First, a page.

The outbreak of COVID-19 and the subsequent lockdown has restricted people of almost all religions from entering their worship places. However, there has been no such impediment on the Dawoodi Bohra community and they did not ‘miss’ going to the Masjids, as the mosques came into their homes, virtually.
Dawoodi Bohra Muslims have been making full use of technology to ensure that they continue to be in touch with their religious activities and rituals.
Be it the usual namaz or the special prayers of Ramzan or that of Bakri Eid, the community conducted prayers on the virtual platforms and celebrated their festival and rituals with a slight change, i.e. by sitting in their living rooms and without stepping out.
"For Bakri Eid, our entire family got dressed up and we made full preparations as usual. The only difference was we did not visit the mosque, but that has been the scenario for the last few months now. In fact, we are not missing going to Masjids now," said Arwa Malekjee, a resident of south Mumbai.
According to Malekjee, the community has not been missing going to Masjids now, because they have created mosques in their own homes. "We cannot say it is a mosque exactly, but yes we were asked to decorate our house in a way that creates a mosque-like atmosphere. The main aim for this directive by our religious leader was to ensure that the community gets the feeling of the aura of the mosque," she said, adding, "These guidelines were issued initially when the lockdown was declared so that we do not get out of our homes and pray inside our four walls."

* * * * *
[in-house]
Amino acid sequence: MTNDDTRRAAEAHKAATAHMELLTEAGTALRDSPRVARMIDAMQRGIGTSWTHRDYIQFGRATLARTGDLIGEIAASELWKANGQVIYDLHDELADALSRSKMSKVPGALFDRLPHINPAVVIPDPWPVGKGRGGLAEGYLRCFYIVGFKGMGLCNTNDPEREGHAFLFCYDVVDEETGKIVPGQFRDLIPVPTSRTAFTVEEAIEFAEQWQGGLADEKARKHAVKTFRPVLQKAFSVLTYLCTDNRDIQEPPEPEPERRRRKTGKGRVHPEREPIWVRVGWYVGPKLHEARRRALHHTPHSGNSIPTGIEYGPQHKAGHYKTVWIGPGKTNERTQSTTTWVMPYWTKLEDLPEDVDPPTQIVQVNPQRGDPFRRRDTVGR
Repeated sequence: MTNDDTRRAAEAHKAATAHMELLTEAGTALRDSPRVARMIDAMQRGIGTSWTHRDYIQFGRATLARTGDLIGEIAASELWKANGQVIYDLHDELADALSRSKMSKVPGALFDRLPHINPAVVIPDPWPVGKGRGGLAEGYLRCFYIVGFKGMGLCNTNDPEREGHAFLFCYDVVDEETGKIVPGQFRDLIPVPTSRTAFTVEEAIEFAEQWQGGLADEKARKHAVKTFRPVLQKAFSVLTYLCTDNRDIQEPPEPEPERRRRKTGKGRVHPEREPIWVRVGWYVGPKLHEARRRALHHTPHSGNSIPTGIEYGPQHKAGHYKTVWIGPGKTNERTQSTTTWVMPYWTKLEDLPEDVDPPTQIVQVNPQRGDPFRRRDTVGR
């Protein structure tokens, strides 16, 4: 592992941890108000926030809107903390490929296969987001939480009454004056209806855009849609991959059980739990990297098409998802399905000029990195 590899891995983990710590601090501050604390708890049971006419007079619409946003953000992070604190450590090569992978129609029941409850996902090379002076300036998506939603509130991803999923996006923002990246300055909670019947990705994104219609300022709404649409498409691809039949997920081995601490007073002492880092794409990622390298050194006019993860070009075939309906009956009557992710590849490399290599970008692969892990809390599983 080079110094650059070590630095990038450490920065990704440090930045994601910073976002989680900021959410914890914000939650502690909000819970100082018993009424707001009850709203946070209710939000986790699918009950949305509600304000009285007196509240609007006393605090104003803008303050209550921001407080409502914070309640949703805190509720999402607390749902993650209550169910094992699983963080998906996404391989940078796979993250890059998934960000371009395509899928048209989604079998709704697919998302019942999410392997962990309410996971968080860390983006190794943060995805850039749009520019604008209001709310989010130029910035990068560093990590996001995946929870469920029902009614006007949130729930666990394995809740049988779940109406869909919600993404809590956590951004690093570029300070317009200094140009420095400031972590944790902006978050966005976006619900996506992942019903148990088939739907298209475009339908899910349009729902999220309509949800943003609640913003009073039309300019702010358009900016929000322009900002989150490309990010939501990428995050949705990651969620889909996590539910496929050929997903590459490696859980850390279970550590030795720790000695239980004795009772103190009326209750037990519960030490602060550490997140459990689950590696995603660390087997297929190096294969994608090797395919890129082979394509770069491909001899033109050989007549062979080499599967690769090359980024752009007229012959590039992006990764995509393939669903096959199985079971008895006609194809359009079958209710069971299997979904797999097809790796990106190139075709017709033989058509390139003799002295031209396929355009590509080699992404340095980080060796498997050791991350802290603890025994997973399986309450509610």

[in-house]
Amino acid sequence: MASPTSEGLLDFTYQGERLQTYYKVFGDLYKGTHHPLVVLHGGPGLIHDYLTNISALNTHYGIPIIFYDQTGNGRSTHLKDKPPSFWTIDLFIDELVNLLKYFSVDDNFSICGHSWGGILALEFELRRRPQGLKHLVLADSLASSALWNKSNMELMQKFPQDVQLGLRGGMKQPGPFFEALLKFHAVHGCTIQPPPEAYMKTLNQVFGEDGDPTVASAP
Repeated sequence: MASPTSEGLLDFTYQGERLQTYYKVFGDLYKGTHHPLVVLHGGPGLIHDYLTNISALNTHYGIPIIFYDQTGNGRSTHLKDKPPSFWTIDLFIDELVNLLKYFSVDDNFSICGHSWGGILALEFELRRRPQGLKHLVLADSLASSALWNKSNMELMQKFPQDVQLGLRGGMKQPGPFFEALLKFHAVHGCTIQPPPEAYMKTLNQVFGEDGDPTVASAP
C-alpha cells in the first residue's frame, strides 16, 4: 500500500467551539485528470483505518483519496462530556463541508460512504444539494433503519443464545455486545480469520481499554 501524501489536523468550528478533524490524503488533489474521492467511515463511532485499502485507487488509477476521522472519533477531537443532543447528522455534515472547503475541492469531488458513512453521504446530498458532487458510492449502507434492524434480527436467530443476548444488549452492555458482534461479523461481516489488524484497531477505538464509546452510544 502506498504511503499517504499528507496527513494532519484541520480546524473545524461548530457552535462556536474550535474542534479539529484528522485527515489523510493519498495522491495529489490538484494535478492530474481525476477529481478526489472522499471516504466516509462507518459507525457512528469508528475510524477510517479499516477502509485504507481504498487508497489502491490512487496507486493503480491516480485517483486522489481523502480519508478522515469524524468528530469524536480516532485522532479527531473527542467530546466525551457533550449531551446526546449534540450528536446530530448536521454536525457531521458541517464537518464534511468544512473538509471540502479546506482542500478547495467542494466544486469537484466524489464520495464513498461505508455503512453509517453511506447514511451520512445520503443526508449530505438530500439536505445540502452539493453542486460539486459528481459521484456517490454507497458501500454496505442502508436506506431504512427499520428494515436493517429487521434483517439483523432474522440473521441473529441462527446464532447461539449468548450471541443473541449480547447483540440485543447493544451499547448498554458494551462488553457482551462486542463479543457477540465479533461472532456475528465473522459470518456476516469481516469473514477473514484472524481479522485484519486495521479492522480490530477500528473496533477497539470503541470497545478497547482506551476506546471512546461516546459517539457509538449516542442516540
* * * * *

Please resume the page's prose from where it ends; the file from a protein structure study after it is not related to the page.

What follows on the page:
Apart from decorating the house like a mosque, the community has made full use of the technology to be in touch with their religious activities.
"We are conducting virtual prayers from the very beginning of lockdown. Virtual prayers are such that the community has been brought on one platform at a particular time, and then everyone recites the prayers together. However, they sit at their respective homes and strictly maintain social distancing norms," Malekjee said.
Speaking about the virtual prayers and the experiences, a spokesperson of the community said, "It has been a unique experience for all of us as we are making optimum use of modern technology and virtual platforms to participate in live-stream discourses, recitation of the Holy Quran and other religious and educational activities."
"Despite the different execution in religious practices this year, the spirit of Ramadan, Eid and other religious occasions have not been compromised. In fact, the silver lining is having to spend quality time with our families - right from bonding with the elderly to rekindling past memories to helping our wives in making special meals, which we would have been too busy to do otherwise," the spokesperson added.
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